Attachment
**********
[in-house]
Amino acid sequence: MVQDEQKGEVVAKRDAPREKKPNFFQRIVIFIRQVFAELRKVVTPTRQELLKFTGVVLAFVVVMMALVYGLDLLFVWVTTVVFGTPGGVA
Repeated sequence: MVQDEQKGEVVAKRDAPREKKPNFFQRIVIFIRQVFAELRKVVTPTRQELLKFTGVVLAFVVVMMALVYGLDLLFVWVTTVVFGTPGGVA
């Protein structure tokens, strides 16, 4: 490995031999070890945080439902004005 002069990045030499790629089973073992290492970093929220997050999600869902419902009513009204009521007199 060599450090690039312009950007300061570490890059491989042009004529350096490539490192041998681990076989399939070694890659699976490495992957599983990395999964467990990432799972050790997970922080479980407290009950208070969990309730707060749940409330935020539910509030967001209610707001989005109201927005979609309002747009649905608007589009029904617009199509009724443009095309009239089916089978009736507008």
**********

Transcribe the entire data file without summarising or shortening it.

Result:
[in-house]
Amino acid sequence: MVQDEQKGEVVAKRDAPREKKPNFFQRIVIFIRQVFAELRKVVTPTRQELLKFTGVVLAFVVVMMALVYGLDLLFVWVTTVVFGTPGGVA
Repeated sequence: MVQDEQKGEVVAKRDAPREKKPNFFQRIVIFIRQVFAELRKVVTPTRQELLKFTGVVLAFVVVMMALVYGLDLLFVWVTTVVFGTPGGVA
């Protein structure tokens, strides 16, 4: 490995031999070890945080439902004005 002069990045030499790629089973073992290492970093929220997050999600869902419902009513009204009521007199 060599450090690039312009950007300061570490890059491989042009004529350096490539490192041998681990076989399939070694890659699976490495992957599983990395999964467990990432799972050790997970922080479980407290009950208070969990309730707060749940409330935020539910509030967001209610707001989005109201927005979609309002747009649905608007589009029904617009199509009724443009095309009239089916089978009736507008």